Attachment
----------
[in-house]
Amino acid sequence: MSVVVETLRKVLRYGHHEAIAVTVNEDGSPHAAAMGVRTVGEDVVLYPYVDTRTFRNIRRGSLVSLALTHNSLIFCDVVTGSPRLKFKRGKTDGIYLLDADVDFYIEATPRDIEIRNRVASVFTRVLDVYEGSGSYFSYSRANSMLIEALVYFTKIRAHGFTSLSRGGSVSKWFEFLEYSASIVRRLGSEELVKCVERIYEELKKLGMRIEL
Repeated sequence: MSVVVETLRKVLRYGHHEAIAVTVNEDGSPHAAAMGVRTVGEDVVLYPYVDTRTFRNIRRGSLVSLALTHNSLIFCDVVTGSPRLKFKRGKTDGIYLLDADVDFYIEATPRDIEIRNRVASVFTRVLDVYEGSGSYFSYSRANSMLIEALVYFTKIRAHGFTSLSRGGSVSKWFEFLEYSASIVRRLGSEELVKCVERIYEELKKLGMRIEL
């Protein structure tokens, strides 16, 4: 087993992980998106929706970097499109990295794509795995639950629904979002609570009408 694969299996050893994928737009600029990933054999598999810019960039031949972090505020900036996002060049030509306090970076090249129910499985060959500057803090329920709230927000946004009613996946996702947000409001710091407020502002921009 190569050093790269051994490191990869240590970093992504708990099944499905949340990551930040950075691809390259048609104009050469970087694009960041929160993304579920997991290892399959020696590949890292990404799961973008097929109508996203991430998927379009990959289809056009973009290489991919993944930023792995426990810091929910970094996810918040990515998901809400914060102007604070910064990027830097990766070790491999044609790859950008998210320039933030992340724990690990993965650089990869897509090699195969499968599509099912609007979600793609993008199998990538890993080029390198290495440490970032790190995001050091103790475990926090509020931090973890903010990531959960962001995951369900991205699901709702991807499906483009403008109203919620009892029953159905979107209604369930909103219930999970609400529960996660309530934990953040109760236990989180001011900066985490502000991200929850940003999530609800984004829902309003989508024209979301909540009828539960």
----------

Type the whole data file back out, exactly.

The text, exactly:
[in-house]
Amino acid sequence: MSVVVETLRKVLRYGHHEAIAVTVNEDGSPHAAAMGVRTVGEDVVLYPYVDTRTFRNIRRGSLVSLALTHNSLIFCDVVTGSPRLKFKRGKTDGIYLLDADVDFYIEATPRDIEIRNRVASVFTRVLDVYEGSGSYFSYSRANSMLIEALVYFTKIRAHGFTSLSRGGSVSKWFEFLEYSASIVRRLGSEELVKCVERIYEELKKLGMRIEL
Repeated sequence: MSVVVETLRKVLRYGHHEAIAVTVNEDGSPHAAAMGVRTVGEDVVLYPYVDTRTFRNIRRGSLVSLALTHNSLIFCDVVTGSPRLKFKRGKTDGIYLLDADVDFYIEATPRDIEIRNRVASVFTRVLDVYEGSGSYFSYSRANSMLIEALVYFTKIRAHGFTSLSRGGSVSKWFEFLEYSASIVRRLGSEELVKCVERIYEELKKLGMRIEL
């Protein structure tokens, strides 16, 4: 087993992980998106929706970097499109990295794509795995639950629904979002609570009408 694969299996050893994928737009600029990933054999598999810019960039031949972090505020900036996002060049030509306090970076090249129910499985060959500057803090329920709230927000946004009613996946996702947000409001710091407020502002921009 190569050093790269051994490191990869240590970093992504708990099944499905949340990551930040950075691809390259048609104009050469970087694009960041929160993304579920997991290892399959020696590949890292990404799961973008097929109508996203991430998927379009990959289809056009973009290489991919993944930023792995426990810091929910970094996810918040990515998901809400914060102007604070910064990027830097990766070790491999044609790859950008998210320039933030992340724990690990993965650089990869897509090699195969499968599509099912609007979600793609993008199998990538890993080029390198290495440490970032790190995001050091103790475990926090509020931090973890903010990531959960962001995951369900991205699901709702991807499906483009403008109203919620009892029953159905979107209604369930909103219930999970609400529960996660309530934990953040109760236990989180001011900066985490502000991200929850940003999530609800984004829902309003989508024209979301909540009828539960």